Before the Gutenberg Parenthesis

From Media in Transition 5: Creativity, Ownership and Collaboration in the Digital Age,Plenary 1: “Folk Cultures and Digital Cultures”
BEFORE THE GUTENBERG PARENTHESIS: ELIZABETHAN-AMERICAN COMPATIBILITIES by Tom Pettitt

More empirically, there has emerged in medieval studies a “New Philology” which acknowledges that when a scribe copied a literary work he subconsciously or deliberately intervened in the text, adding, subtracting, substituting, so that the result is a compromise between what the author wrote and what the scribe felt he ought to have written or what he felt the people he was writing for wanted to read, and that consequently for a given literary work we should not so much seek to re-reconstruct the original (which is always lost) from the scribal variants available, but rejoice in, and appreciate, this multiplicity of variants, each evidently viable in its local context.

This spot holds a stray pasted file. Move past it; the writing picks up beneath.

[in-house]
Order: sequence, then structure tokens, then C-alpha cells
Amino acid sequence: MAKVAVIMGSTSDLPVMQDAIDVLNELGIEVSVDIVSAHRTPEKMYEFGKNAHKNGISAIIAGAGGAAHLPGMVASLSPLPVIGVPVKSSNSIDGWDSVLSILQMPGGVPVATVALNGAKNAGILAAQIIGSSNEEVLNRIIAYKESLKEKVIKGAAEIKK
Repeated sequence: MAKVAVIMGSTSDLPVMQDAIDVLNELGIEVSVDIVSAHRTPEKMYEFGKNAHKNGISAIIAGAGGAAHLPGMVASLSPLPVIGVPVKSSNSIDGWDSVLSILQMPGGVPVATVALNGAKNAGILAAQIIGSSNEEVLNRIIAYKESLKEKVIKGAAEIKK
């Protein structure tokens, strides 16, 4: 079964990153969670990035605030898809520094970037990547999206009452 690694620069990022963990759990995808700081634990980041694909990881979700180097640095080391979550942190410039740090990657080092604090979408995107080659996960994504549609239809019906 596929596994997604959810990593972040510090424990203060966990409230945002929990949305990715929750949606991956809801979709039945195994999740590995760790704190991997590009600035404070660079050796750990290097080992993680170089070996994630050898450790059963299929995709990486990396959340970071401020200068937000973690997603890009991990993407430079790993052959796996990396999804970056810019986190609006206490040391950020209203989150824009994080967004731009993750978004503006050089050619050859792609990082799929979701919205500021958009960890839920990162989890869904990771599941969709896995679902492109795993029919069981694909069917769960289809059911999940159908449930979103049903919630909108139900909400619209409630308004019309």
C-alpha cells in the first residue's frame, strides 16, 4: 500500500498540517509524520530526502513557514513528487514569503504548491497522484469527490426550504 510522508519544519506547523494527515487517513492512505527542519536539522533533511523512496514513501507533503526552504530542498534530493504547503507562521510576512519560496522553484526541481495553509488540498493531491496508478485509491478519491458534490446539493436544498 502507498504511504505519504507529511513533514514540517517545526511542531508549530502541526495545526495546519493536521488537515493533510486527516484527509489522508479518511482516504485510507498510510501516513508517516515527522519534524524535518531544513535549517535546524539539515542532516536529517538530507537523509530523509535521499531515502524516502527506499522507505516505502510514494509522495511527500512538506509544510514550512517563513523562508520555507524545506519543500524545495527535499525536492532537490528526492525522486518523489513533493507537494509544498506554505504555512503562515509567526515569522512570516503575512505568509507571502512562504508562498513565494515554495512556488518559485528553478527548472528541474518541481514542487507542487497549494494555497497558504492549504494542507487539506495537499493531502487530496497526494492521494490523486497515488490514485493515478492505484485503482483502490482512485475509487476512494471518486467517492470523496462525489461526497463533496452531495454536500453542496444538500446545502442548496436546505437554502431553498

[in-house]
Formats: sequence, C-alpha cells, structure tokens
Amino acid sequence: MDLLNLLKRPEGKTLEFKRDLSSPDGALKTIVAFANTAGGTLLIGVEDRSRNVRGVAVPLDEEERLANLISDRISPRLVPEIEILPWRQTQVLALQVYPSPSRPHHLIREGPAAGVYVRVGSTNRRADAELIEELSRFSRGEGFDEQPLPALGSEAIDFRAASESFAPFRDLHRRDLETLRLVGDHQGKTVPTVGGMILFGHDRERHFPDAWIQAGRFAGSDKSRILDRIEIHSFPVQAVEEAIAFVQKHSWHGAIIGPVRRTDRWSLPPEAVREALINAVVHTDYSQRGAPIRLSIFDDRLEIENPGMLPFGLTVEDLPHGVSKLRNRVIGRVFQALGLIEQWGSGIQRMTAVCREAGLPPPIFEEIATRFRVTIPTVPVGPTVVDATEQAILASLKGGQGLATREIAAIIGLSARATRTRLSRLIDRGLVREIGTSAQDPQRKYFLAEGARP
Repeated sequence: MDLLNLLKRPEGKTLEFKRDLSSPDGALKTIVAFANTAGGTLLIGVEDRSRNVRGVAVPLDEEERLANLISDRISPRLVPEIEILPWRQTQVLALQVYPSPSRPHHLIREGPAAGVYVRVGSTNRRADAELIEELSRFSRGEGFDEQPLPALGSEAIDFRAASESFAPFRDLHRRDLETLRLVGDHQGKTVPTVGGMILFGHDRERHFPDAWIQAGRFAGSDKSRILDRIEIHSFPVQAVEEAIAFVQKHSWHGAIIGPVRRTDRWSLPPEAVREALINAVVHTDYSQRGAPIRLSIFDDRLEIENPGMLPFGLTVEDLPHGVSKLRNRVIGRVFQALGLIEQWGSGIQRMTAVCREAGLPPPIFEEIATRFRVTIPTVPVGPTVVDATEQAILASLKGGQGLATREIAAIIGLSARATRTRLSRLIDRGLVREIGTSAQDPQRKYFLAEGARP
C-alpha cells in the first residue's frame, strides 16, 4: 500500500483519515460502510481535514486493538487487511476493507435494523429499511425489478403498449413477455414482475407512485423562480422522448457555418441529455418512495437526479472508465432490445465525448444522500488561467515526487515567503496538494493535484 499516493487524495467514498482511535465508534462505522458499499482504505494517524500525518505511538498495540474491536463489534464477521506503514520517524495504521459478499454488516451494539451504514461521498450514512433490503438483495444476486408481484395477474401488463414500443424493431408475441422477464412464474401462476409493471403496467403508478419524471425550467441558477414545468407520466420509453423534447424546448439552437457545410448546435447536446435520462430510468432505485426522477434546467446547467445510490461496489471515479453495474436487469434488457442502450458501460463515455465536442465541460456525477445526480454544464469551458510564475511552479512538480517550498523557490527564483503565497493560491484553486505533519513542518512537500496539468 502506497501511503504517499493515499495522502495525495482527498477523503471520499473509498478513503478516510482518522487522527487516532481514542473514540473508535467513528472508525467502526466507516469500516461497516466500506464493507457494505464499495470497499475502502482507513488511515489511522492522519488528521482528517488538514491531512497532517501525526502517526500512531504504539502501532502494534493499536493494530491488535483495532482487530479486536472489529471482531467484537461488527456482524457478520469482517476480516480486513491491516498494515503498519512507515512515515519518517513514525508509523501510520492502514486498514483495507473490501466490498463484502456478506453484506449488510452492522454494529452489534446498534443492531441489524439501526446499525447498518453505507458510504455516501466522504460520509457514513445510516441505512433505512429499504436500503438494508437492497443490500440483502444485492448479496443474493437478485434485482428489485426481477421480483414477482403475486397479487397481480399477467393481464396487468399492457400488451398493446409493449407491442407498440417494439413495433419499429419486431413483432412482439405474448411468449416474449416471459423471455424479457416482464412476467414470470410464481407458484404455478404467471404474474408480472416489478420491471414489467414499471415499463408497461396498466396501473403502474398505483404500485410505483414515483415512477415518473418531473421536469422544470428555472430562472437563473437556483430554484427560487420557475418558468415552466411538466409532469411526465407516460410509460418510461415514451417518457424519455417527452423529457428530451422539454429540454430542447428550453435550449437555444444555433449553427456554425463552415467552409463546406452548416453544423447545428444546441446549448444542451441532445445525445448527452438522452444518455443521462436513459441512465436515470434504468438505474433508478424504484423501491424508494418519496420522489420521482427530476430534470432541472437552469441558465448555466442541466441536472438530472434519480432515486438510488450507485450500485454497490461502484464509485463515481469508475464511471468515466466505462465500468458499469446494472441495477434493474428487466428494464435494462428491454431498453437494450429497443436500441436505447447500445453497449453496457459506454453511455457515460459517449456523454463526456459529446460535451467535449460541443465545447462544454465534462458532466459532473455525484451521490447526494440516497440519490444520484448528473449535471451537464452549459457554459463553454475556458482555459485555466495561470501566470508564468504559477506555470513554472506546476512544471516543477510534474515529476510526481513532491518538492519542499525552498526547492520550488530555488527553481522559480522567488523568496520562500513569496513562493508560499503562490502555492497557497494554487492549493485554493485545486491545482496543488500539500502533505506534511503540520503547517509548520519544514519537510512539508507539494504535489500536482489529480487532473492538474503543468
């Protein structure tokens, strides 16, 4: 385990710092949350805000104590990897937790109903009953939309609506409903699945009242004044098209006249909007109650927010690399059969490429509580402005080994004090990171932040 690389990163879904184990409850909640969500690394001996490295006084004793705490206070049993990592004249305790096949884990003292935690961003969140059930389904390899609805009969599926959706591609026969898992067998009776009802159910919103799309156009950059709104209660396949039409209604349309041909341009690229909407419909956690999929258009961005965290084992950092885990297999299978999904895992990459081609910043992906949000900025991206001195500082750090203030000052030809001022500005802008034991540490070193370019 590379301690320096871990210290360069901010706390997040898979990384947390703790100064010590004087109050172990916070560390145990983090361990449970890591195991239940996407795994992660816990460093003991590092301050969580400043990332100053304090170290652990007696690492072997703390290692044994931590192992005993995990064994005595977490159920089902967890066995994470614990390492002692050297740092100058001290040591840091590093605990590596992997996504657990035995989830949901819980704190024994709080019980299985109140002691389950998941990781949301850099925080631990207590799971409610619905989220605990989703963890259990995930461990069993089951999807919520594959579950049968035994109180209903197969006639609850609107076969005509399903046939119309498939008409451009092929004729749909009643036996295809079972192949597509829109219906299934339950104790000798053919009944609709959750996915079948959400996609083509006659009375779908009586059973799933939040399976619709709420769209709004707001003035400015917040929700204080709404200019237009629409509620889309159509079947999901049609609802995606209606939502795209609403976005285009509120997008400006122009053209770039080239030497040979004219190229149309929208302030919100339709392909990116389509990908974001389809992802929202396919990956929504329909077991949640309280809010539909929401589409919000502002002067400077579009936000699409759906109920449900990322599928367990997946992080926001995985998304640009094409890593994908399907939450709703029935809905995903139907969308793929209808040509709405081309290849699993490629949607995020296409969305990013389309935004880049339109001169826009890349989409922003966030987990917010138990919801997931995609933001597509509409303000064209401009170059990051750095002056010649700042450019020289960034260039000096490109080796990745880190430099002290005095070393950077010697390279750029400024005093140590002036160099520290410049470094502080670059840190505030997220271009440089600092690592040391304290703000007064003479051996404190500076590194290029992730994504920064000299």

Interesting, in as much as the idea that the transcriber contextualizes the work, making it partly his own creative enterprise as that of the person whose work he is replicating. Adding something to the final output. The paper touches on this idea of remixing content. See also Mark Amerika and Remixology

Note: The paper is available on the Ice Cubes Wiki

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